The first year and a half of Amanda Rau’s tenure as Clinton County’s Iowa State University Extension Office’s youth coordinator hasn’t been typical. 

She says without the help of countless volunteers and extension office workers, her indoctrination into Clinton County’s agriculture community wouldn’t have been as smooth. 

Rau started her position in July 2019, right as the fair was winding down. 

“First and foremost, I just had to survive,” said Rau, a graduate of Starmont High School in rural Buchanan County, near Independence. “I was here about half of the fair. It was a little terrifying.”

She credits the extension office’s summer staff — seasonal workers who help organize the office’s summer program including the fair — with seeing her through. 

The county youth and 4-H coordinator’s primary responsibility is to oversee the planning and implementation of all 4-H youth activities in the county. She supports participants of all ages and focuses on retention, recruiting, and providing 4-H participants with outlets to pursue their passions. 

After the 2019 fair, she brushed off the dust and set her sights on the 2020 fair, which was certain to be a smoother ride … and then the pandemic set in.

“This year has been very weird,” Rau said. 

Leading up to the 2020 Clinton County Fair and Club Show, the pandemic forced Rau to augment her plans. Many of the events that make 4-H what it is — club meetings, classroom activities, and even the annual weekend basketball tournament —fell victim to the virus. 

Deadlines were moving targets, and health and safety protocols sent by the state conflicted with those recommended by state 4-H organizers. 

But, yet again, she relied on volunteers and fair superintendents — in addition to fair board members — to help her formulate what this year’s fair would look like. 

“We leaned on volunteers to determine things,” Rau said. “They would bring me details on running the swine show, for example, and then we’d adapt it to fit the (state’s) guidance.

“And it worked.”

New to the area

Before starting her position, Rau hadn’t been to Clinton County. 

Fresh out of school at Iowa State, she was working as an intern in the Jones County extension office when DeWitt Central FFA Advisor and agricultural science teacher Amy Grantz notified her of the opening. 

Her husband, Tanner, was starting a job as a flight instructor at the Clinton Regional Airport, so the fit seemed perfect.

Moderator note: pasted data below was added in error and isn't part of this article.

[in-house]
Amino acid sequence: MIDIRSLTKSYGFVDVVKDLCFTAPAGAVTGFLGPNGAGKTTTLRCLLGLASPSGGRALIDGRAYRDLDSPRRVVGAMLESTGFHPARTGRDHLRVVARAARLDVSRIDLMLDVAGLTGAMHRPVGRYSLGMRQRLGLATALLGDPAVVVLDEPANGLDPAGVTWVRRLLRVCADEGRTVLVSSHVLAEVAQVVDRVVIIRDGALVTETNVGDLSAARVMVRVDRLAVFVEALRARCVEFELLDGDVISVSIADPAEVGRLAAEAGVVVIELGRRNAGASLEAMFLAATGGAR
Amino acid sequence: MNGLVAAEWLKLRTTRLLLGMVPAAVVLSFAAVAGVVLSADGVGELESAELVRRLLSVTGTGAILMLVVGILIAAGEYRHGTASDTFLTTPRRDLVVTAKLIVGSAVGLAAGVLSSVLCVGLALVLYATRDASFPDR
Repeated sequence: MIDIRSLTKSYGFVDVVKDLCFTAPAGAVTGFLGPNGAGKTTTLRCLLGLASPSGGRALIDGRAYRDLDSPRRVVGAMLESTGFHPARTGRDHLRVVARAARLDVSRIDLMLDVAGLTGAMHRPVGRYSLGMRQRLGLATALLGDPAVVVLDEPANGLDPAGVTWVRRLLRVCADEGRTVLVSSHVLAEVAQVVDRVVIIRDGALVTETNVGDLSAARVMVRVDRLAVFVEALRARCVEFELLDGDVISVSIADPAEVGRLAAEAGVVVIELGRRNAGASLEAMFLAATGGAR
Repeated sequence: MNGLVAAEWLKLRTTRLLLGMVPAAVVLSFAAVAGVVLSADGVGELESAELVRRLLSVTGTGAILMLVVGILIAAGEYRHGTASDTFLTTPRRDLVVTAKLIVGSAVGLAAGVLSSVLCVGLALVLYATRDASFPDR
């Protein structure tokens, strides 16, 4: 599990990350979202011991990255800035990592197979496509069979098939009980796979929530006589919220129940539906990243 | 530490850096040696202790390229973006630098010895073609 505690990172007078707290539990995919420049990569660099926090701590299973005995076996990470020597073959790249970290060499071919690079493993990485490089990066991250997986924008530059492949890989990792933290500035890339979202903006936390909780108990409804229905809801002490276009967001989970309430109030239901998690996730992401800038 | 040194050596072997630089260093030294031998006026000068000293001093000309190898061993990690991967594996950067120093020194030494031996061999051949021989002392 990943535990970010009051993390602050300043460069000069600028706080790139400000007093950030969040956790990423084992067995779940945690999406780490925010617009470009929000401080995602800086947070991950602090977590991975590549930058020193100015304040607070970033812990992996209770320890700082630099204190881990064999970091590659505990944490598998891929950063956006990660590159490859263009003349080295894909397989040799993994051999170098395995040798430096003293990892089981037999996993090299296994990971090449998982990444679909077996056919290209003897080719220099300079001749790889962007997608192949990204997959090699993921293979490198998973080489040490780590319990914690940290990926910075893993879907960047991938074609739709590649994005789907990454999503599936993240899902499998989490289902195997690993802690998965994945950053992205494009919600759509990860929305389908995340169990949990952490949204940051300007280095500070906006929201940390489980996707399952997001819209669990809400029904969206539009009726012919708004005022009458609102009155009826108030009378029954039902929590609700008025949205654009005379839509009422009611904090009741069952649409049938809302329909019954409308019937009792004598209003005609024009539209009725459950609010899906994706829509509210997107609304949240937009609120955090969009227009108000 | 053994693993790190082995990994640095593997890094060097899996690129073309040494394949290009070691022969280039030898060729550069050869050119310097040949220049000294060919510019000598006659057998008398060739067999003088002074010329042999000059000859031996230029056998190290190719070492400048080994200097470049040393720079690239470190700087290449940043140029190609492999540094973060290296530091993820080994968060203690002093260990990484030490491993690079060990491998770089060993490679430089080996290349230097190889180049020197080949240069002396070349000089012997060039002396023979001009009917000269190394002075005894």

“This is my first big-kid job out of high school,” she said. “I love the extension’s mission for serving all Iowans. I like focusing on kids, but I also get to do family programming like market healthy eating, or work with the master gardeners.”

Not being from Clinton County, Rau has made an effort to become engrained in the area’s 4-H community. Her first priority was gaining trust. 

She said turnover in staff and dissatisfaction with some previous workers in the office had led to a violation of that trust. 

“A lot of volunteers were very upset and that trust got violated,” she said. “We’re here to help. Part of my job is to be here and help people be successful as a club leader or a club member.”

She entered the market without setting too many goals; she wanted to learn about the area first. But now that she’s been here, she’s identified some other areas of improvement. 

She’s working to establish a 4-H club in the Clinton and Camanche area, which doesn’t have any right now. She said any Clinton 4-Hers usually latch on to the Goose Lake groups. 

This fall she’s connecting with students — a prospect made cumbersome by the pandemic and its various rules and social distancing requirements.

“We have a strong program — over 400 K-12 members, which is a lot,” she said. “So, I’m focused on finding how we can best support the members we have.”

She’s also just starting to go back into classrooms and, naturally, she’s focusing on the Clinton area utilizing funds from a 21st Century Grant. 

“I bring activities (to club meetings) so we can connect and explain who I am,” she said. “That’s why (the extension is) here, we’re here as a resource. If you have a 4-H member who’s interested in rockets, and I have a rocket launcher, I’m going to bring it.”

Intro to ag

Rau’s venture into the ag and 4-H world began thanks in part to her older sister, Kristi. They were fortunate to be the right age when their local 4-H club, the Madison Mixers of Buchanan County, started a Clover Kids club. 

“We were all in it,” she said. “It was just the thing you did.”

As she grew, she discovered her passion for the youth county council, which was responsible for helping the county youth coordinators in various roles, including organizing ribbons for the county fair. 

She and Kristi showed meat goats at the fair  — the first ones to do it in Buchanan County. Rau also enjoyed photography and food/nutrition projects. 

She experience led to a desire to join the ag communications profession. She attended Iowa State for marketing and public relations, and then dipped her toe in the teaching waters before settling on an ag communications degree. 

“I think this is the perfect fit,” she said. “I can make marketing flyers and do advertising but also be in the classroom and teach. I love high schoolers but I love the Clover Kids, too. It’s so fun to watch them learn new things.”